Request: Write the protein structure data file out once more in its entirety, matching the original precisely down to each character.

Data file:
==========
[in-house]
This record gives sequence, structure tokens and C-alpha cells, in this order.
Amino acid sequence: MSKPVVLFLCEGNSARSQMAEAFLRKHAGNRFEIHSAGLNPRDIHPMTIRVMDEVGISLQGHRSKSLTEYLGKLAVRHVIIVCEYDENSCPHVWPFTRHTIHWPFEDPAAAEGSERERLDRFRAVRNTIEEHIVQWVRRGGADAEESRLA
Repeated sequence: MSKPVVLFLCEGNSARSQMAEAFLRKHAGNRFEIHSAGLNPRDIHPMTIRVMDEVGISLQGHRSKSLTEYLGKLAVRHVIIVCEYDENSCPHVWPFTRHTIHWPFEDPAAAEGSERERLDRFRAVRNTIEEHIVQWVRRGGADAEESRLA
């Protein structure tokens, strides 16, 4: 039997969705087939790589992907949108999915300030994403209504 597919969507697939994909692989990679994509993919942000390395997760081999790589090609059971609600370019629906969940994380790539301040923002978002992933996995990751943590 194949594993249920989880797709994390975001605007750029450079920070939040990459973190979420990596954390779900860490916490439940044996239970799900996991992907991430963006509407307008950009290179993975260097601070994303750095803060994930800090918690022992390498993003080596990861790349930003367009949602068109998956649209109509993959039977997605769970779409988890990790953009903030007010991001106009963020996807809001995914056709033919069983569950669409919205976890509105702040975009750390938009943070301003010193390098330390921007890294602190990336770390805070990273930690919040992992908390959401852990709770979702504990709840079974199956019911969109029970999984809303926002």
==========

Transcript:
[in-house]
This record gives sequence, structure tokens and C-alpha cells, in this order.
Amino acid sequence: MSKPVVLFLCEGNSARSQMAEAFLRKHAGNRFEIHSAGLNPRDIHPMTIRVMDEVGISLQGHRSKSLTEYLGKLAVRHVIIVCEYDENSCPHVWPFTRHTIHWPFEDPAAAEGSERERLDRFRAVRNTIEEHIVQWVRRGGADAEESRLA
Repeated sequence: MSKPVVLFLCEGNSARSQMAEAFLRKHAGNRFEIHSAGLNPRDIHPMTIRVMDEVGISLQGHRSKSLTEYLGKLAVRHVIIVCEYDENSCPHVWPFTRHTIHWPFEDPAAAEGSERERLDRFRAVRNTIEEHIVQWVRRGGADAEESRLA
């Protein structure tokens, strides 16, 4: 039997969705087939790589992907949108999915300030994403209504 597919969507697939994909692989990679994509993919942000390395997760081999790589090609059971609600370019629906969940994380790539301040923002978002992933996995990751943590 194949594993249920989880797709994390975001605007750029450079920070939040990459973190979420990596954390779900860490916490439940044996239970799900996991992907991430963006509407307008950009290179993975260097601070994303750095803060994930800090918690022992390498993003080596990861790349930003367009949602068109998956649209109509993959039977997605769970779409988890990790953009903030007010991001106009963020996807809001995914056709033919069983569950669409919205976890509105702040975009750390938009943070301003010193390098330390921007890294602190990336770390805070990273930690919040992992908390959401852990709770979702504990709840079974199956019911969109029970999984809303926002």